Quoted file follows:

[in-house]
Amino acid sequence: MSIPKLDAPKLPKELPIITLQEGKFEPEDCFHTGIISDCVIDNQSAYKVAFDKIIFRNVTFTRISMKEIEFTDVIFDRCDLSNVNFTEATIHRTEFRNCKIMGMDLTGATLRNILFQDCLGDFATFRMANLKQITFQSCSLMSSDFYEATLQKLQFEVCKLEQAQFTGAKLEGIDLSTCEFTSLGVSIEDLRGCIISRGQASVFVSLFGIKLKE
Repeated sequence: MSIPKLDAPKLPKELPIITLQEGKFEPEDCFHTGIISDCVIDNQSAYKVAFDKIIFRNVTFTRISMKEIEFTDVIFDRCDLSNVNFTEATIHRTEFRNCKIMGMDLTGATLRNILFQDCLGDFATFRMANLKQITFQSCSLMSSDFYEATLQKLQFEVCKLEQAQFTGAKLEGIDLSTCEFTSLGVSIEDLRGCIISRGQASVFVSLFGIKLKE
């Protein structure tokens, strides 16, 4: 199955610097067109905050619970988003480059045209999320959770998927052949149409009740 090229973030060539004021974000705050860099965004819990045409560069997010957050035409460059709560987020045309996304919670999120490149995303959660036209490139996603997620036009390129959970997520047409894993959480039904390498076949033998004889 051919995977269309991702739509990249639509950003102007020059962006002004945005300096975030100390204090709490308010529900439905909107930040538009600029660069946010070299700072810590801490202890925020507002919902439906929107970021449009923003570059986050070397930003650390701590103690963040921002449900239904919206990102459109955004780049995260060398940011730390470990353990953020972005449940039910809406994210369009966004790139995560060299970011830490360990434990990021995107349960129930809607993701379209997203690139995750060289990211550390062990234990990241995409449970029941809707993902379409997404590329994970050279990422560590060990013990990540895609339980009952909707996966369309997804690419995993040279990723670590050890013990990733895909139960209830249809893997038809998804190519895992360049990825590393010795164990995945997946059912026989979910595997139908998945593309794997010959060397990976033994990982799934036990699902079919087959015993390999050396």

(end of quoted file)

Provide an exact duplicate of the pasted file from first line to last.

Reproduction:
[in-house]
Amino acid sequence: MSIPKLDAPKLPKELPIITLQEGKFEPEDCFHTGIISDCVIDNQSAYKVAFDKIIFRNVTFTRISMKEIEFTDVIFDRCDLSNVNFTEATIHRTEFRNCKIMGMDLTGATLRNILFQDCLGDFATFRMANLKQITFQSCSLMSSDFYEATLQKLQFEVCKLEQAQFTGAKLEGIDLSTCEFTSLGVSIEDLRGCIISRGQASVFVSLFGIKLKE
Repeated sequence: MSIPKLDAPKLPKELPIITLQEGKFEPEDCFHTGIISDCVIDNQSAYKVAFDKIIFRNVTFTRISMKEIEFTDVIFDRCDLSNVNFTEATIHRTEFRNCKIMGMDLTGATLRNILFQDCLGDFATFRMANLKQITFQSCSLMSSDFYEATLQKLQFEVCKLEQAQFTGAKLEGIDLSTCEFTSLGVSIEDLRGCIISRGQASVFVSLFGIKLKE
């Protein structure tokens, strides 16, 4: 199955610097067109905050619970988003480059045209999320959770998927052949149409009740 090229973030060539004021974000705050860099965004819990045409560069997010957050035409460059709560987020045309996304919670999120490149995303959660036209490139996603997620036009390129959970997520047409894993959480039904390498076949033998004889 051919995977269309991702739509990249639509950003102007020059962006002004945005300096975030100390204090709490308010529900439905909107930040538009600029660069946010070299700072810590801490202890925020507002919902439906929107970021449009923003570059986050070397930003650390701590103690963040921002449900239904919206990102459109955004780049995260060398940011730390470990353990953020972005449940039910809406994210369009966004790139995560060299970011830490360990434990990021995107349960129930809607993701379209997203690139995750060289990211550390062990234990990241995409449970029941809707993902379409997404590329994970050279990422560590060990013990990540895609339980009952909707996966369309997804690419995993040279990723670590050890013990990733895909139960209830249809893997038809998804190519895992360049990825590393010795164990995945997946059912026989979910595997139908998945593309794997010959060397990976033994990982799934036990699902079919087959015993390999050396």